As Ophelia says, this means war.
According to the Daily Telegraph (UK):
Harry Taylor, 59, left home made posters at Liverpool John Lennon Airport three times in November and December 2008.
The self-styled philosopher denied three counts of causing religiously aggravated harassment, alarm or distress but was convicted in less than an hour by a unanimous jury.
Among the posters, one image showed a smiling crucified Christ next to an advert for a brand of ''no nails'' glue.
In another, a cartoon depicted two Muslims holding a placard demanding equality with the caption: ''Not for women or gays, obviously.''
Islamic suicide bombers at the gates of paradise were told in another: ''Stop, stop, we've run out of virgins.''
Tasteful? No. But he did not do anything that was illegal, independent of the authoritarian legislation used to convict him. Taylor has been slapped with an Anti-Social Behaviour Order, which bans him from carrying "religiously offensive" material in a public place. As reported by the Telegraph, he was also sentenced to six months' imprisonment, suspended for two years, ordered to perform 100 hours of unpaid work, and pay costs of 250 pounds.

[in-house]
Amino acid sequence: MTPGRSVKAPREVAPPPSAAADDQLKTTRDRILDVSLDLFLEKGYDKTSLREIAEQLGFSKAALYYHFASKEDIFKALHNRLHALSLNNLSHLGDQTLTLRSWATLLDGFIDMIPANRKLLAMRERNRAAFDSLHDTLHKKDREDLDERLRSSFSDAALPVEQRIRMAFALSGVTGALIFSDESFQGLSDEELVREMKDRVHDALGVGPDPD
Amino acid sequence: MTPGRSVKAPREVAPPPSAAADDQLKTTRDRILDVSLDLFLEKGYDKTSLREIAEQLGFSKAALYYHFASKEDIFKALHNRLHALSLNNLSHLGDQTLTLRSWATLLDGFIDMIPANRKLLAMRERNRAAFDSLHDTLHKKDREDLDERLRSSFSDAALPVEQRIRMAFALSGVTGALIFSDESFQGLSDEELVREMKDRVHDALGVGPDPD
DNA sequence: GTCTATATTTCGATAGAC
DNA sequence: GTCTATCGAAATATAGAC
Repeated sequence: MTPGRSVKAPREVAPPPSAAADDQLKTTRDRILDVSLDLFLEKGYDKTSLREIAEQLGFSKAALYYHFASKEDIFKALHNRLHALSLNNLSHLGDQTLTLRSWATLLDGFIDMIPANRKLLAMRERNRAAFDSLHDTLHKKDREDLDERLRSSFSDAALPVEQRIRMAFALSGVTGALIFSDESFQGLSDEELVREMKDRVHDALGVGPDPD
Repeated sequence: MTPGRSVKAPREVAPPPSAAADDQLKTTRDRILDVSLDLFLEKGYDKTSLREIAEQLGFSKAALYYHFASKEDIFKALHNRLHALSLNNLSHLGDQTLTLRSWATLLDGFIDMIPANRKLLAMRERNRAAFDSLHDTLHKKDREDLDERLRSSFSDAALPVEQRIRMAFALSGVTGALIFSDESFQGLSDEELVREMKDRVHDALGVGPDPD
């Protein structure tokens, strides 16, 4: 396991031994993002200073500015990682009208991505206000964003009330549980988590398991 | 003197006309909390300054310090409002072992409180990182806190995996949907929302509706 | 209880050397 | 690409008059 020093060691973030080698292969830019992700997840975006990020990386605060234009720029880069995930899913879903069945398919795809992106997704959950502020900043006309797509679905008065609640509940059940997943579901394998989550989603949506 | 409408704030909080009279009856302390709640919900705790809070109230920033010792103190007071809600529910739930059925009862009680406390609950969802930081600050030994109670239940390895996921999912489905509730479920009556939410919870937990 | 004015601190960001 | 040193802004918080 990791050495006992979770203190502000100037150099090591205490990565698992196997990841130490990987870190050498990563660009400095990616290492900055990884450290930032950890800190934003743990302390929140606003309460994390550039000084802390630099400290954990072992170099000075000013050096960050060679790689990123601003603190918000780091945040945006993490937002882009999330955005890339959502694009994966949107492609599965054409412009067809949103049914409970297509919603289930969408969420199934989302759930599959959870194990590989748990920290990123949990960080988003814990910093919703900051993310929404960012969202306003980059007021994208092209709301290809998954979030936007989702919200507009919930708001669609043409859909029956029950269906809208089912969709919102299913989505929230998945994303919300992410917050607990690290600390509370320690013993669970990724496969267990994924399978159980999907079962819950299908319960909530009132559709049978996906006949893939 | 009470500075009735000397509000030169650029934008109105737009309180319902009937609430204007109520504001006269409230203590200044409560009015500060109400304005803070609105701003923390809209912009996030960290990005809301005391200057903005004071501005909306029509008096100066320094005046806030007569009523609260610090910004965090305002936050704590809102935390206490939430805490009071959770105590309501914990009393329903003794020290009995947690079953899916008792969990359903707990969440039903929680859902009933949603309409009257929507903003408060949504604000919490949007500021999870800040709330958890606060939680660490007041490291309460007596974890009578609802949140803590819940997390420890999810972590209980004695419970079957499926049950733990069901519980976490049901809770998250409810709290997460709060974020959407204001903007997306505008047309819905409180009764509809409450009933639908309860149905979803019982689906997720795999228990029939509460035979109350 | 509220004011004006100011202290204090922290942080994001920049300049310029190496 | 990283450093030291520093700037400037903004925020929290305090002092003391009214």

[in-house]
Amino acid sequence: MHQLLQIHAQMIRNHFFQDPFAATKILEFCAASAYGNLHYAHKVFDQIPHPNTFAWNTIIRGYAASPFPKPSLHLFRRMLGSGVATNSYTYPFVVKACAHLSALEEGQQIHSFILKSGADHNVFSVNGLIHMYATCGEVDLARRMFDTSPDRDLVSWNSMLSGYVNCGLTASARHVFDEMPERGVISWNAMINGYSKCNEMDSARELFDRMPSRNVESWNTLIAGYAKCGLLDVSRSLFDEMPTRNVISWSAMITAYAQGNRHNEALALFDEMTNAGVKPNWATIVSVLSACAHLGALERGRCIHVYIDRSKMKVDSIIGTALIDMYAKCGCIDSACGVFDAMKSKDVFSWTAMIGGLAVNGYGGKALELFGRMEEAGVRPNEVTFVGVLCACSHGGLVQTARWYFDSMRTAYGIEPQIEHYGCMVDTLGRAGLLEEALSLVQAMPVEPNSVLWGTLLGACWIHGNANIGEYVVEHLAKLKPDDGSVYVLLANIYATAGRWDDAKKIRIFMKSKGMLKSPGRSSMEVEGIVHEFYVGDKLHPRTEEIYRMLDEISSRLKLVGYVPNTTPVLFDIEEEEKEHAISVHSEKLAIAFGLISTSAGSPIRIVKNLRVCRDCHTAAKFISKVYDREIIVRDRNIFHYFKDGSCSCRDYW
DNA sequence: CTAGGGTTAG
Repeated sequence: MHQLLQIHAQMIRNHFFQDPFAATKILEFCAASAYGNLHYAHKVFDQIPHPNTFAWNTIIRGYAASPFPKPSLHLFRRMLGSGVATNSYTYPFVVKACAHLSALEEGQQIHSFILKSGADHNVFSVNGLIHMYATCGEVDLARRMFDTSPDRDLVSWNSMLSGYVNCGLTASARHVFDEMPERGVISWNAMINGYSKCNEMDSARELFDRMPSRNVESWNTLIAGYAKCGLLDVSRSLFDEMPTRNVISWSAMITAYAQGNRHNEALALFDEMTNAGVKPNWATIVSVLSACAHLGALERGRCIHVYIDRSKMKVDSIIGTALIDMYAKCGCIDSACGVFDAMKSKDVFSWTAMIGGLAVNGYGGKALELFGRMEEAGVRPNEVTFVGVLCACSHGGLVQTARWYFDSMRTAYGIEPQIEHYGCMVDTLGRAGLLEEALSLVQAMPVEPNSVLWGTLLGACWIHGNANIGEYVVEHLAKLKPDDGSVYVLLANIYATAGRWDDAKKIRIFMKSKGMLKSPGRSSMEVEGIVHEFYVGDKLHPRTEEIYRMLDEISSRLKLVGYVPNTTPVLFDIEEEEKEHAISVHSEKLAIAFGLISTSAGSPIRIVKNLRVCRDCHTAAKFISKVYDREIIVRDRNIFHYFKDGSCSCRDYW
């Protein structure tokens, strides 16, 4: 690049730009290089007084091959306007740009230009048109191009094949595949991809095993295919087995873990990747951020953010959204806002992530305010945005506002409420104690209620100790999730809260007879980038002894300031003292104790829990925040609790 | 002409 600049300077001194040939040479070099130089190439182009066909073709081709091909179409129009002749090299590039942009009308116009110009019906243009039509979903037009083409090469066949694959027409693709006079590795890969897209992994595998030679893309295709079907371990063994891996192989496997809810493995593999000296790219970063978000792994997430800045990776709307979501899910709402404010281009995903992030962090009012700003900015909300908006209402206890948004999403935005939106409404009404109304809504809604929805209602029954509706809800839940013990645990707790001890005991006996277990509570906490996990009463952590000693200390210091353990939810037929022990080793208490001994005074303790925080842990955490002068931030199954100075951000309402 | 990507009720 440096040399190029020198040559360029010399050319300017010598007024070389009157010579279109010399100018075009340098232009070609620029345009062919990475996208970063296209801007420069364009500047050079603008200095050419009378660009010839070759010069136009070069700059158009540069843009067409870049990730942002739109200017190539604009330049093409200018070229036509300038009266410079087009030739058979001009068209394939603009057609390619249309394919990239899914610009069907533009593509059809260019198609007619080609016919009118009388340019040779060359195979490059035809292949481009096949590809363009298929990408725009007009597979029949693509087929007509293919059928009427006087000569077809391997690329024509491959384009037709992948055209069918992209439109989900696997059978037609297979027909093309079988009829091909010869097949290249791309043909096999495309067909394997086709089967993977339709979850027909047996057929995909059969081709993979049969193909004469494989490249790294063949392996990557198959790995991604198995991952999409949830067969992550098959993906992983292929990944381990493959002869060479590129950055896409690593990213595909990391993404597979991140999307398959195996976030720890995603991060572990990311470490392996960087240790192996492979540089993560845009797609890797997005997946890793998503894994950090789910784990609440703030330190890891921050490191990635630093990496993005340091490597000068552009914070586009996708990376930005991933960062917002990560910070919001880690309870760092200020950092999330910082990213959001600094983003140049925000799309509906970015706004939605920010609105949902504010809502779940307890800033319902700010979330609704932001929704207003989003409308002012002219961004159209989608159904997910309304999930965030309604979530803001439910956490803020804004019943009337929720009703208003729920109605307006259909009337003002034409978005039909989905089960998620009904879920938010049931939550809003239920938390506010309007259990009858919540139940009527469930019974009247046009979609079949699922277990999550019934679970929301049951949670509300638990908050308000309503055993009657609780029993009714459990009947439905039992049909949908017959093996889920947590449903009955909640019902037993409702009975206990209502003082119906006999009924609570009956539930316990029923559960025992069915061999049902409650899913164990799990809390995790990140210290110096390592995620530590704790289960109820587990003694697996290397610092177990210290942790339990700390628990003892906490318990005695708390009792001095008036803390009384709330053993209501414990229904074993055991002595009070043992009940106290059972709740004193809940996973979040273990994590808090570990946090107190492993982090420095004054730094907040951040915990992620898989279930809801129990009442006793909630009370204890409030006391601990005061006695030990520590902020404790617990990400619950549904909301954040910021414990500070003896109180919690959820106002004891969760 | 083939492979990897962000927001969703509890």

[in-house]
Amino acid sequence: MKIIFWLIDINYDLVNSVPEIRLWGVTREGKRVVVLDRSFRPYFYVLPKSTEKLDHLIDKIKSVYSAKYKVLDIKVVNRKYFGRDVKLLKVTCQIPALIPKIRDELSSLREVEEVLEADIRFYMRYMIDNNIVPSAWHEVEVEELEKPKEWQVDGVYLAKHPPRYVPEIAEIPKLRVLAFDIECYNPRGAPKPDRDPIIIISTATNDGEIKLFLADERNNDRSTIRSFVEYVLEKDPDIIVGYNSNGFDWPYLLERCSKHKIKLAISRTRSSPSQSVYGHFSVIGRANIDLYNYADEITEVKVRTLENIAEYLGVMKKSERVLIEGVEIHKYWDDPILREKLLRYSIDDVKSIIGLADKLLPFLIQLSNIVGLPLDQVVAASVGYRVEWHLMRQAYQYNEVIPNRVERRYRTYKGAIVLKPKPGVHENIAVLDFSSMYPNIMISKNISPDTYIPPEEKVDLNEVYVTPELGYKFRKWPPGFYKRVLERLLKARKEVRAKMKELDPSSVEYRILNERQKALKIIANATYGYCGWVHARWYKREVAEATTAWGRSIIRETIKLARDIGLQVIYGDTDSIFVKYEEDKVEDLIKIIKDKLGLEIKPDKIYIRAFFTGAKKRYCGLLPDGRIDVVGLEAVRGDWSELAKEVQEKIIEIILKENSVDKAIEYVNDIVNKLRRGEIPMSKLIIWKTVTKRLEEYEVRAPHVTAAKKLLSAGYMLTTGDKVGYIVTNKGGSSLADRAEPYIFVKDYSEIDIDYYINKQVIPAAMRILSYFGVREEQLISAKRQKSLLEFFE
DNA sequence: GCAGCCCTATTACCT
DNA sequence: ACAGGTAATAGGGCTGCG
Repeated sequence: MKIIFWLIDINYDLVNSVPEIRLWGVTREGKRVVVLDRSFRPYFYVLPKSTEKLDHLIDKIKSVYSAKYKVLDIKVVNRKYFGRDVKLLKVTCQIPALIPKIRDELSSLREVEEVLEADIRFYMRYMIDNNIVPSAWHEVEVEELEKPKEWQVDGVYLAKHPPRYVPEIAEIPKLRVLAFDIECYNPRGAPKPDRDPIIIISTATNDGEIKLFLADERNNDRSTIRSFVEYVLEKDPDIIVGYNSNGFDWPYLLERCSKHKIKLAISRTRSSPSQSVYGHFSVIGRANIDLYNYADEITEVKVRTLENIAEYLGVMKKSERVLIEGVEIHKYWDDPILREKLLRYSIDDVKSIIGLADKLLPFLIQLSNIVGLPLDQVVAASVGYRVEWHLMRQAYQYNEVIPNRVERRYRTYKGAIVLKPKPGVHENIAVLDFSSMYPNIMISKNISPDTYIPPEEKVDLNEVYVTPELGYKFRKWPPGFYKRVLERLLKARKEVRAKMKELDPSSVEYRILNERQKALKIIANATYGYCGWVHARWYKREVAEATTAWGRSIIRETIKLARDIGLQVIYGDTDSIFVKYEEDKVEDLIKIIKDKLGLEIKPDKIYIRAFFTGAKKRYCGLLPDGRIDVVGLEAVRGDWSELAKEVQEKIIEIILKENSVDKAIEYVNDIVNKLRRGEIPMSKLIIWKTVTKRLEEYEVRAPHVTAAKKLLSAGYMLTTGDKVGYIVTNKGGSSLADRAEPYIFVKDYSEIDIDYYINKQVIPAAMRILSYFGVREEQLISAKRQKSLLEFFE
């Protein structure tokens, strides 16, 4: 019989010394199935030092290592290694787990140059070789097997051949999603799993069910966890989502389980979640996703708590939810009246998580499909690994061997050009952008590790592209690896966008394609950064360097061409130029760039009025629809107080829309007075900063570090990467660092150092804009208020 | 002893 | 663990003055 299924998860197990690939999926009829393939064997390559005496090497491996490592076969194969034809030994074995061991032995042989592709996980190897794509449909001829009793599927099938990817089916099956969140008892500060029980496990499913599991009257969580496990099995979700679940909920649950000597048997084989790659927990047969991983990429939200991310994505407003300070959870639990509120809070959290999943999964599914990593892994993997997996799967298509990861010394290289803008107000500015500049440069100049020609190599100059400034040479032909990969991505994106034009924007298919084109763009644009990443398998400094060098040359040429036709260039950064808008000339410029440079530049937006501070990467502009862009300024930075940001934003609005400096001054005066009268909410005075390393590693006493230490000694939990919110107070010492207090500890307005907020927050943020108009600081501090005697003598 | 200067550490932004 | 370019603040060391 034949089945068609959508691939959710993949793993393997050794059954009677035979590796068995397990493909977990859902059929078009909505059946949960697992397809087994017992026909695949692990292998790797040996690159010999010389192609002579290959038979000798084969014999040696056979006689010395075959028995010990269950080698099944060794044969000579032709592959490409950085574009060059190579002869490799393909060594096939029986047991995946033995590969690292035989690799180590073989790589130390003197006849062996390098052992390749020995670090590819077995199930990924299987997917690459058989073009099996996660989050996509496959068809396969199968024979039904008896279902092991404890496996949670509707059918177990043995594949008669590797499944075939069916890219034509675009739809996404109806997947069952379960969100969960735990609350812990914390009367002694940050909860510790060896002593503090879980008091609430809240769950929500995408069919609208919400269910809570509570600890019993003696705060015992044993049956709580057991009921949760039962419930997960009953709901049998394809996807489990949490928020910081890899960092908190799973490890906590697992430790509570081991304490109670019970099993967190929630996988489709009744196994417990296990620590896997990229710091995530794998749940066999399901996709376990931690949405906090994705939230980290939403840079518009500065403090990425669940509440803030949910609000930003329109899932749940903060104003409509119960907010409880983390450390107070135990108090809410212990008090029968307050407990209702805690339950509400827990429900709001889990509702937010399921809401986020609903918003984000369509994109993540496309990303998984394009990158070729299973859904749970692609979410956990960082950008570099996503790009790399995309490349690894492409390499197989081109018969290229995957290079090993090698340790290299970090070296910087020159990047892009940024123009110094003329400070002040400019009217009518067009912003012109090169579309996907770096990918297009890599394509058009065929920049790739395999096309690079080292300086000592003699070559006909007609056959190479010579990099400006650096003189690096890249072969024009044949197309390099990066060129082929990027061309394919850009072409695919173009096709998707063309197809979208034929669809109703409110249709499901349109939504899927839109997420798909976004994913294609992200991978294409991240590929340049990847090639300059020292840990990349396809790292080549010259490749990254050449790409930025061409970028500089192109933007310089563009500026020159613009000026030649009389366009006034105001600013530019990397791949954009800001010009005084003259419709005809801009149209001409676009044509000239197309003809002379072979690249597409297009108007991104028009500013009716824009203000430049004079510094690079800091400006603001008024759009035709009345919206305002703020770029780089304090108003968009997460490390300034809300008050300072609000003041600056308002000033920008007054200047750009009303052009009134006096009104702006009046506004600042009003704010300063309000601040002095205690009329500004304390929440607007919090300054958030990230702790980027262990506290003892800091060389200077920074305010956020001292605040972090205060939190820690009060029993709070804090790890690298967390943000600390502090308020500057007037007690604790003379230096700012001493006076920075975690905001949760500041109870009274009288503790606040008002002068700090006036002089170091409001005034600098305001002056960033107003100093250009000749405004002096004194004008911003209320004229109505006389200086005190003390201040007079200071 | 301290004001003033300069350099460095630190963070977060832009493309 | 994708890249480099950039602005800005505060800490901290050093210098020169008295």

Taylor may be a bit obsessive, as he's done this sort of thing before, but he should have freedom of speech. Thus, I have a slightly different emphasis from Ophelia. Granted, this debacle may well say something about the rights of atheists; but I also think it shows, more generally, yet again, and very powerfully, how a don't-rock-the-boat mentality is undermining freedom of speech. People who are eccentric or obsessive should be free to spread their messages in public, just like those of us who are more inclined to conform, speak decorously, and not rock the boat.
It's time to redouble our efforts to defend free speech against these constant attacks from people, including legislators and judges, who see it as having low value.